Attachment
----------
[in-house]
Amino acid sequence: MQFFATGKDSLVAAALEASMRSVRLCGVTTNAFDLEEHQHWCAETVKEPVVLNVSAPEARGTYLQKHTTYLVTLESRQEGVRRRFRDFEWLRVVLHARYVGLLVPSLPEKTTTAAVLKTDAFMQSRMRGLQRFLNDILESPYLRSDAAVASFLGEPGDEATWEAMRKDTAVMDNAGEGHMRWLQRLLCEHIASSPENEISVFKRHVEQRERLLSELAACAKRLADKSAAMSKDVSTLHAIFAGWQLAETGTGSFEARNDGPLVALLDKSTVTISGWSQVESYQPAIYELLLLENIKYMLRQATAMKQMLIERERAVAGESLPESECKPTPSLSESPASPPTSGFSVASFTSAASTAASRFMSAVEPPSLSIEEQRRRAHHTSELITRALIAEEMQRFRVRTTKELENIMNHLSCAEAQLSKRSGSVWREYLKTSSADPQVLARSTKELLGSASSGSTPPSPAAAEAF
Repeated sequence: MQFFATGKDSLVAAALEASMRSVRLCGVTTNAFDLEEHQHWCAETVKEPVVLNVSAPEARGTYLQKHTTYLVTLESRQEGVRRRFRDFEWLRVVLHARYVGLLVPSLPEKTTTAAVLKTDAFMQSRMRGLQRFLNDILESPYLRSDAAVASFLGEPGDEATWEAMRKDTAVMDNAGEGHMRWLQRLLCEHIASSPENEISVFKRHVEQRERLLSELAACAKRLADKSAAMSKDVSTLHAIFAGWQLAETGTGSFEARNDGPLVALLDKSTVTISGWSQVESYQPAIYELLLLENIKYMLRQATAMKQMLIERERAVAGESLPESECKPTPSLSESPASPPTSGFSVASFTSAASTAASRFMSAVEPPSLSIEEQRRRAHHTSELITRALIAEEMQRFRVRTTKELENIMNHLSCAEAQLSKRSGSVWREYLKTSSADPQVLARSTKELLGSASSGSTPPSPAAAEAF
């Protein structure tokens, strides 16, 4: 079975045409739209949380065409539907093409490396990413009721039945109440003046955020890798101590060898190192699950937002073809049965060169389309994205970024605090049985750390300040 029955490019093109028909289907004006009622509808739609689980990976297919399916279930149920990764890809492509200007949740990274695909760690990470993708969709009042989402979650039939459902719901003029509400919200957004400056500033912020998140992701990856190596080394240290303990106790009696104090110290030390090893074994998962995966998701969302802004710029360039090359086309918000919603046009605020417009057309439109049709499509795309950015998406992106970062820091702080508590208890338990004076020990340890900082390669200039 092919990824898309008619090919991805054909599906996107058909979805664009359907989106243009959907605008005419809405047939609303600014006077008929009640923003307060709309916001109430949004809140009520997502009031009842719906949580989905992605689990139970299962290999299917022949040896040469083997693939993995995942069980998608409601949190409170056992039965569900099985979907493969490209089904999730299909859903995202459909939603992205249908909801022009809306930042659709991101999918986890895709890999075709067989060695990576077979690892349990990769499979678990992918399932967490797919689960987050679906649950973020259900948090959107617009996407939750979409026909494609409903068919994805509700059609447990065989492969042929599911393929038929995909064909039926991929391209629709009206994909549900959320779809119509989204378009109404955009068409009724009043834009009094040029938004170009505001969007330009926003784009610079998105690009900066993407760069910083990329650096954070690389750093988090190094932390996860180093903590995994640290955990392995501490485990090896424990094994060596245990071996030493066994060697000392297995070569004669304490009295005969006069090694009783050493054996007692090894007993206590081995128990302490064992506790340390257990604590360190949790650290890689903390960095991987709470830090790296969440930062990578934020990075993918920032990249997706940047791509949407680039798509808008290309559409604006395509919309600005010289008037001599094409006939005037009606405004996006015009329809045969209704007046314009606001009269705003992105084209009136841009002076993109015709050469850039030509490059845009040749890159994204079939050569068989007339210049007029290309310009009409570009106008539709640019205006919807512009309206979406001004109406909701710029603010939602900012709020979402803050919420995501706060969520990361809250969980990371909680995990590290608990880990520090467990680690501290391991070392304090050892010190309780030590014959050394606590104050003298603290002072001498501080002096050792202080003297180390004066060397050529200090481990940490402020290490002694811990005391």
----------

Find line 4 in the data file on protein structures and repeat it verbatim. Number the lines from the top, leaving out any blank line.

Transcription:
């Protein structure tokens, strides 16, 4: 079975045409739209949380065409539907093409490396990413009721039945109440003046955020890798101590060898190192699950937002073809049965060169389309994205970024605090049985750390300040 029955490019093109028909289907004006009622509808739609689980990976297919399916279930149920990764890809492509200007949740990274695909760690990470993708969709009042989402979650039939459902719901003029509400919200957004400056500033912020998140992701990856190596080394240290303990106790009696104090110290030390090893074994998962995966998701969302802004710029360039090359086309918000919603046009605020417009057309439109049709499509795309950015998406992106970062820091702080508590208890338990004076020990340890900082390669200039 092919990824898309008619090919991805054909599906996107058909979805664009359907989106243009959907605008005419809405047939609303600014006077008929009640923003307060709309916001109430949004809140009520997502009031009842719906949580989905992605689990139970299962290999299917022949040896040469083997693939993995995942069980998608409601949190409170056992039965569900099985979907493969490209089904999730299909859903995202459909939603992205249908909801022009809306930042659709991101999918986890895709890999075709067989060695990576077979690892349990990769499979678990992918399932967490797919689960987050679906649950973020259900948090959107617009996407939750979409026909494609409903068919994805509700059609447990065989492969042929599911393929038929995909064909039926991929391209629709009206994909549900959320779809119509989204378009109404955009068409009724009043834009009094040029938004170009505001969007330009926003784009610079998105690009900066993407760069910083990329650096954070690389750093988090190094932390996860180093903590995994640290955990392995501490485990090896424990094994060596245990071996030493066994060697000392297995070569004669304490009295005969006069090694009783050493054996007692090894007993206590081995128990302490064992506790340390257990604590360190949790650290890689903390960095991987709470830090790296969440930062990578934020990075993918920032990249997706940047791509949407680039798509808008290309559409604006395509919309600005010289008037001599094409006939005037009606405004996006015009329809045969209704007046314009606001009269705003992105084209009136841009002076993109015709050469850039030509490059845009040749890159994204079939050569068989007339210049007029290309310009009409570009106008539709640019205006919807512009309206979406001004109406909701710029603010939602900012709020979402803050919420995501706060969520990361809250969980990371909680995990590290608990880990520090467990680690501290391991070392304090050892010190309780030590014959050394606590104050003298603290002072001498501080002096050792202080003297180390004066060397050529200090481990940490402020290490002694811990005391």